I'd always thought this, but didn't think anyone else out there was sufficiently interested to bother writing about it: very likely, the word "leech" to describe the blood-sucking animal comes from the Old English word for "physician," not the other way around.
When I first began studying Anglo-Saxon magic and medicine, I wondered why the big compendia like Bald's Leechbook and Leechbook III (both in MS Royal 12 D.xvii, for those who care about manuscript stuff) didn't have cures that involved the physicians applying blood-sucking leeches to the patients; it was only later that I realized that the use of the wormy leeches in "leechcraft" only came much later.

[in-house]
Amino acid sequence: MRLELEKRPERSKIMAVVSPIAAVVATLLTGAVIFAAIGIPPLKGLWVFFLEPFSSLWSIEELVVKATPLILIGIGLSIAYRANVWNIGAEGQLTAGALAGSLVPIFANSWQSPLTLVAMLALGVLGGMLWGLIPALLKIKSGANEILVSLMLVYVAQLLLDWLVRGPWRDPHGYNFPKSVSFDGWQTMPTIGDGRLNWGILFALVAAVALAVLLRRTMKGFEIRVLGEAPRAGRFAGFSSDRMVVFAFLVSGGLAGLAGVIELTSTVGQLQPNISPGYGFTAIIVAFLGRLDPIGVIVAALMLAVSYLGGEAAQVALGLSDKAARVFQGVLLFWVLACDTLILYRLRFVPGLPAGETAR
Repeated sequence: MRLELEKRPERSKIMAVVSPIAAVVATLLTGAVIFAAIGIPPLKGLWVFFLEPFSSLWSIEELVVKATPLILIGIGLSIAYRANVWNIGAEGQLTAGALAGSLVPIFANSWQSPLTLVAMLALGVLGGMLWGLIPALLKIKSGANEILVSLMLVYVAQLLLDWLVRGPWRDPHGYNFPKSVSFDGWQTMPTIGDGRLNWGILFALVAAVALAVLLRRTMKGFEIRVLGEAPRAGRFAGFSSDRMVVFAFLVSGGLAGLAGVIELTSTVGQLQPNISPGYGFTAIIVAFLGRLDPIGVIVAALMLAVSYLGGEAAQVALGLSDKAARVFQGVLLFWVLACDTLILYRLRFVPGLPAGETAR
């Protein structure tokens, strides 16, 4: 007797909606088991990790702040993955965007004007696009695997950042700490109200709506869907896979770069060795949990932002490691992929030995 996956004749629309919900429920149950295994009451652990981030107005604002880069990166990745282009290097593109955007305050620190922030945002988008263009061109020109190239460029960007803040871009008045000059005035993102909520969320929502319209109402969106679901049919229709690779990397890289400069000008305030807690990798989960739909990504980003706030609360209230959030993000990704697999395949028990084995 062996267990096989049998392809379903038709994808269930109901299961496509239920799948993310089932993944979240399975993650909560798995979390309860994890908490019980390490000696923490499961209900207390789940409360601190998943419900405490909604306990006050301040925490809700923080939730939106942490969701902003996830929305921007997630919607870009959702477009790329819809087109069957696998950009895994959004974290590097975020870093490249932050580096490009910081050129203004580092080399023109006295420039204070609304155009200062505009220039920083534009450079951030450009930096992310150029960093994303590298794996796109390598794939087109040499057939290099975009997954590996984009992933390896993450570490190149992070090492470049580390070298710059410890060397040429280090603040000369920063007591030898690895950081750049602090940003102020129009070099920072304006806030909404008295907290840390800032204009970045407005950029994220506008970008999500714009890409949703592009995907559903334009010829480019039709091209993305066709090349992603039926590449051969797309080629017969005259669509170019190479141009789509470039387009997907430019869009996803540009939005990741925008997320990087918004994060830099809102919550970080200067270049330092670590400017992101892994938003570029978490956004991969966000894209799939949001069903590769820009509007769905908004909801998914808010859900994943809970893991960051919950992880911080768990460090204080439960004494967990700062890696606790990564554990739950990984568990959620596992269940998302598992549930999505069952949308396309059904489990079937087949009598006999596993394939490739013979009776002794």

Looking at the OED evidence, my best guess is that the two words happened to be very similar in the Old English and, depending on the dialect, were homophones or near homophones. Later, in the very Early Modern period, when physicians started bleeding with leeches (a return to a classical Mediterranean practice), the similarity between the two words combined them.
By the way, I would just like to point out that this is another example of Modernist anti-medieval stupidity. Moderns like to elevate the classical era as a golden period, and the Modern era as the "Renaissance" from the "Dark Ages" -- but bleeding to balance the humours is a classical practice that seems to have been largely suspended in the medieval era, even though medieval practitioners knew about Galen's four humours, and that was only resurrected in the Modern era.
So, in conclusion, the Modern era sucks (blood), and the Medieval era rules.
h/t Moyen Age